photo credit: Jude Doyland
Have you given much thought to the quality of air you are breathing in your home? People spend the majority of their time in their home and according to the Environmental Protection Agency (EPA), the air inside buildings and homes can be more polluted than outside air. There are immediate effects (ie watery eyes, dizziness) of indoor air pollution as well as long term effects (ie respiratory disease, cancer), that may not be experienced until years after the exposure.
There are some simple, cost effective ways to improve your indoor air quality in your home. Of course, there are more serious issues such as mold and radon that will need professional assistance, but I would like to give you some simple ideas on making your indoor air quality better.
Remove Your Shoes
The easiest, cheapest way to start to improve your air quality is to remove your shoes as soon as you enter your home. Not only will your floors stay cleaner, but you will track in less dangerous toxins such as pesticides. This is especially important if you have small children in the house as they are more likely to play on the floor and thus will be more likely to be exposed to toxins tracked in. Don’t forget about your pets as well – if you can, try to wipe your dog’s paws before they come in the house.
Do Not Use Air Fresheners
Time magazine reported on research that was done on different air fragrances. The researchers found that almost all of them had phthalates, which have been found to disrupt the endocrine system. To naturally freshen your air, try to open your windows for a couple of minutes each day. You can also use essential oils or other natural items to freshen your home. We boil water with cinnamon and a few other spices to give the house a naturally nice smell.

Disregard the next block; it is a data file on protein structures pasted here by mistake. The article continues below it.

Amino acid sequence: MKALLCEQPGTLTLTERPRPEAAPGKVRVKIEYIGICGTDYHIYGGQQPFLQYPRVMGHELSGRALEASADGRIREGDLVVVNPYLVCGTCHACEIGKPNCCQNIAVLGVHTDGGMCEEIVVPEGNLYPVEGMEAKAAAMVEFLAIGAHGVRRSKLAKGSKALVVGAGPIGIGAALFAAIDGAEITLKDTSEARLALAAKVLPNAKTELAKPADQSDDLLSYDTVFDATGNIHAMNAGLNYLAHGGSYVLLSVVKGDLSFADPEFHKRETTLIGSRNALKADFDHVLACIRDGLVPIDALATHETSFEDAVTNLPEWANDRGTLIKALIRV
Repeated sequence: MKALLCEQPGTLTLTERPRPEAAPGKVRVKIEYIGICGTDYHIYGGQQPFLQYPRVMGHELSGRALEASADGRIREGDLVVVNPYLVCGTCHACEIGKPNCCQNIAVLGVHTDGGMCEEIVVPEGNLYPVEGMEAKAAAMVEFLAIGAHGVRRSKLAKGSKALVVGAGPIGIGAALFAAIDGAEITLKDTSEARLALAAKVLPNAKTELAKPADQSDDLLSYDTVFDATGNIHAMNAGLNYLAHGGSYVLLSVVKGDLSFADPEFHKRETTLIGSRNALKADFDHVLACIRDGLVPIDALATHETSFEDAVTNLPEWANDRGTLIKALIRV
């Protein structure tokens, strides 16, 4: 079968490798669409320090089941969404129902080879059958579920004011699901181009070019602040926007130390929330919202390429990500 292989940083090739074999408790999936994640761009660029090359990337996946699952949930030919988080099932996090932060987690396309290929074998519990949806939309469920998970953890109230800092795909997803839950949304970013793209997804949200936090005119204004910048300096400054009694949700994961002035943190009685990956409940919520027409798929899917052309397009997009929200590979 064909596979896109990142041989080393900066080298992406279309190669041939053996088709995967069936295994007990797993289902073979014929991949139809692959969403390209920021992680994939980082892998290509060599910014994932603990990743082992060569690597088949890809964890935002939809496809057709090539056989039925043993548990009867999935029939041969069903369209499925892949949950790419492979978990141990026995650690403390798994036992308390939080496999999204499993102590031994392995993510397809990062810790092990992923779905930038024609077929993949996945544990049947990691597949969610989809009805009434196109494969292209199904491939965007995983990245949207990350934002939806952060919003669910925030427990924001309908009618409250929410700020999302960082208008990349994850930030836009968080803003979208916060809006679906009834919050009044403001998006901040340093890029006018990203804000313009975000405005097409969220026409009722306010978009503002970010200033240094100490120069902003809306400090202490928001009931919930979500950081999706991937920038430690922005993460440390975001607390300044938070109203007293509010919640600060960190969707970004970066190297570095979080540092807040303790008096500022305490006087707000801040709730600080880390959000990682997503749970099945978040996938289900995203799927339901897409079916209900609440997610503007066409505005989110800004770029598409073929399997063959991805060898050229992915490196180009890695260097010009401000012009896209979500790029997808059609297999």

Use House Plants
Another natural way to improve the air quality in your house is to have indoor plants. NASA studied houseplants to determine which were better at removing toxins from the air and found 15 that are good at removing absorb some toxic chemicals from the air.
Here is the list of those plants:
Bamboo or Reed palm
Elephant ear Philodendron
Janet Craig Dracaena
If you are going to paint, buy paint that is either low in Volatile Organic Compounds (VOCs) or better yet, do not contain them at all. VOCs include a variety of chemicals, some of which may have short- and long-term adverse health effects. Studies have found that levels of these VOC’s can be 2 to 5 times higher in homes or buildings than outside. Also think about paint containers you may have sitting in your home unused. If you are not going to use them soon, think about disposing them according to safety recommendations if your community. Gases can leak out of the containers even though they are closed.
Do the Smell Test
In general, items that have very strong smells are emitting some sort of chemical. Try not to have them in your house. A study was done on vinyl shower curtains by the Center for Health, Environment and Justice (CHEJ) and they found that the shower curtains were emitting toxic chemicals in the air. If you do buy something with a very strong smell, like a new mattress or shower curtain, try to air it out somewhere before anyone needs to be exposed to it for awhile.
With some simple steps, you can begin to improve your indoor air quality and have a healthier home for your whole family!